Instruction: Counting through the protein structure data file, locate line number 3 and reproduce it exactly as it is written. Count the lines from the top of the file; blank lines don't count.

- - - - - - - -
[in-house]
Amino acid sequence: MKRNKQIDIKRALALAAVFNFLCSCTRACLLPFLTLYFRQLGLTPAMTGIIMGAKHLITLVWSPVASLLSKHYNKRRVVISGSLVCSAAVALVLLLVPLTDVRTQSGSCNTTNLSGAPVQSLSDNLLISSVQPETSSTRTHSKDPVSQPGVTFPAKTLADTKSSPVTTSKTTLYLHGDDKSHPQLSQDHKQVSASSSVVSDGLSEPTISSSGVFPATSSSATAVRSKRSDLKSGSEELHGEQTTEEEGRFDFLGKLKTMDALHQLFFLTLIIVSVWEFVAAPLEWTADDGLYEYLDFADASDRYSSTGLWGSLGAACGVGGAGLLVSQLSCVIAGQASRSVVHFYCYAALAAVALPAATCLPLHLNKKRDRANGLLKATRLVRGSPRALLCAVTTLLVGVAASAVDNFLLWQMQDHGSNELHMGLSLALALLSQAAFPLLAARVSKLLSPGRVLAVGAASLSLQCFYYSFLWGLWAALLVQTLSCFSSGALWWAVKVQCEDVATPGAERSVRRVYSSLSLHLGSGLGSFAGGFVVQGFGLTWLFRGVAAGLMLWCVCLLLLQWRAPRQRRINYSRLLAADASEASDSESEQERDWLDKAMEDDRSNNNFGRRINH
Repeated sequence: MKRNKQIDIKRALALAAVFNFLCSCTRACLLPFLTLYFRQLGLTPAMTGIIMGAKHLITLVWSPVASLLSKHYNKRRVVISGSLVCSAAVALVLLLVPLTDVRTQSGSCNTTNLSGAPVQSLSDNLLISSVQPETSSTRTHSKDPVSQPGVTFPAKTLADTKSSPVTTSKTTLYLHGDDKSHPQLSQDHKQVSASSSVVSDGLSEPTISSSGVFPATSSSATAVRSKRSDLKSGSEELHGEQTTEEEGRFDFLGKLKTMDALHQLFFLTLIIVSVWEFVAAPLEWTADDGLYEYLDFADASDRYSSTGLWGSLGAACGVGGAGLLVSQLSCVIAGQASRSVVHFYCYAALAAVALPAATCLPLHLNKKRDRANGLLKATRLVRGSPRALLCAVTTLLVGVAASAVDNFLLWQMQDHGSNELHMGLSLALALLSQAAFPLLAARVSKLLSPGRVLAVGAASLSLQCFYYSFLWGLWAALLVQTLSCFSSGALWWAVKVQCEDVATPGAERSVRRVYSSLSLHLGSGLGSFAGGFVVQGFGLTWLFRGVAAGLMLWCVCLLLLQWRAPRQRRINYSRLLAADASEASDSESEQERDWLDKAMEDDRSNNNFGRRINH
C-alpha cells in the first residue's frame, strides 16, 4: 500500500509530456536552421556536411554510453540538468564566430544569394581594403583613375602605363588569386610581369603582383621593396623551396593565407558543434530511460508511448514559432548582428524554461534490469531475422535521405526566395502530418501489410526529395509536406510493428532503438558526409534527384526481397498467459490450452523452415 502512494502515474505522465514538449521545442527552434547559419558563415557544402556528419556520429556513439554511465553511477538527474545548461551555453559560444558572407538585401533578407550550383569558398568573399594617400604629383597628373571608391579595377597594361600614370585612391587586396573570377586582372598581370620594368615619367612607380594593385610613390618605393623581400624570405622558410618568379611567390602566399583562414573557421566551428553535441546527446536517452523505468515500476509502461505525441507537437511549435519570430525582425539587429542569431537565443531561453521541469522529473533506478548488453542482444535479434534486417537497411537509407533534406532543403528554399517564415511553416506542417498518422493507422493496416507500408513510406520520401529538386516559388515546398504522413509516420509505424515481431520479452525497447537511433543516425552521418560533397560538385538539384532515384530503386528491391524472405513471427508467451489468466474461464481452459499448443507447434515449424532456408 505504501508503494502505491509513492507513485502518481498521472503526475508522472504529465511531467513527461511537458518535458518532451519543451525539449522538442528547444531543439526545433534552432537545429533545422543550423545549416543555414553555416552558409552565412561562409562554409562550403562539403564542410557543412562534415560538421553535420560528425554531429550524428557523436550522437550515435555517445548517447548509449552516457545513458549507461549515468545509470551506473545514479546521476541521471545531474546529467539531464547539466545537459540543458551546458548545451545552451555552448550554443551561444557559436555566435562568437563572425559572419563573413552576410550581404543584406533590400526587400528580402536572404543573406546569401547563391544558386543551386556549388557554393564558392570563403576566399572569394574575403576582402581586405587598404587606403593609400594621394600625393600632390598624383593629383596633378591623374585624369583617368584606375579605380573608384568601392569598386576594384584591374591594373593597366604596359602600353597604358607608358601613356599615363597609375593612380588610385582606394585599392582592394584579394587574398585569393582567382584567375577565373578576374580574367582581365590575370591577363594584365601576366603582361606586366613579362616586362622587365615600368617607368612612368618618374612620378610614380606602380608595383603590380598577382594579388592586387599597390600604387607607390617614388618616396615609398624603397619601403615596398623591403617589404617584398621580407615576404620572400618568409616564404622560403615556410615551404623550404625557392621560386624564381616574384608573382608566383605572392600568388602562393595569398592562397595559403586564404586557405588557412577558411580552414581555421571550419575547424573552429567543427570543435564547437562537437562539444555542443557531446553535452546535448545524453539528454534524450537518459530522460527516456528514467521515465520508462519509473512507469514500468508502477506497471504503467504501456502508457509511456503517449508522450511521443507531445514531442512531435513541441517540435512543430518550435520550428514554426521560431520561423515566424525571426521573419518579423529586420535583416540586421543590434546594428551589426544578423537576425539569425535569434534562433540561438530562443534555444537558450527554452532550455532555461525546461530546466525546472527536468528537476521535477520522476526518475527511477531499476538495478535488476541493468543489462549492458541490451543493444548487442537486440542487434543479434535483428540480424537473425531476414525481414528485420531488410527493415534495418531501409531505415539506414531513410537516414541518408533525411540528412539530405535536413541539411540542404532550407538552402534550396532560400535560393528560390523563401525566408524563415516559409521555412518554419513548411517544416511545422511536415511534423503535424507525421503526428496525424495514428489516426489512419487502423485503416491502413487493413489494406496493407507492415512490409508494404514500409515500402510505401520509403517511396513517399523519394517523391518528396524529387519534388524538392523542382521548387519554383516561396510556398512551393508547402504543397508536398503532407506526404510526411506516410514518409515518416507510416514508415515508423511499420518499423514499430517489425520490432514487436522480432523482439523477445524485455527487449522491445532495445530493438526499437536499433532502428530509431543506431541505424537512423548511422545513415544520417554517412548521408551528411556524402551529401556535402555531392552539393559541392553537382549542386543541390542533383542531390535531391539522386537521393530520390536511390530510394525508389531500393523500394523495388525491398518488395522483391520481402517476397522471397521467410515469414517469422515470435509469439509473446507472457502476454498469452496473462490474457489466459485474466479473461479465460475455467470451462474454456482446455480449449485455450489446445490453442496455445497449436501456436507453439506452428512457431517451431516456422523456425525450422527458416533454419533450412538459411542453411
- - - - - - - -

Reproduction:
Repeated sequence: MKRNKQIDIKRALALAAVFNFLCSCTRACLLPFLTLYFRQLGLTPAMTGIIMGAKHLITLVWSPVASLLSKHYNKRRVVISGSLVCSAAVALVLLLVPLTDVRTQSGSCNTTNLSGAPVQSLSDNLLISSVQPETSSTRTHSKDPVSQPGVTFPAKTLADTKSSPVTTSKTTLYLHGDDKSHPQLSQDHKQVSASSSVVSDGLSEPTISSSGVFPATSSSATAVRSKRSDLKSGSEELHGEQTTEEEGRFDFLGKLKTMDALHQLFFLTLIIVSVWEFVAAPLEWTADDGLYEYLDFADASDRYSSTGLWGSLGAACGVGGAGLLVSQLSCVIAGQASRSVVHFYCYAALAAVALPAATCLPLHLNKKRDRANGLLKATRLVRGSPRALLCAVTTLLVGVAASAVDNFLLWQMQDHGSNELHMGLSLALALLSQAAFPLLAARVSKLLSPGRVLAVGAASLSLQCFYYSFLWGLWAALLVQTLSCFSSGALWWAVKVQCEDVATPGAERSVRRVYSSLSLHLGSGLGSFAGGFVVQGFGLTWLFRGVAAGLMLWCVCLLLLQWRAPRQRRINYSRLLAADASEASDSESEQERDWLDKAMEDDRSNNNFGRRINH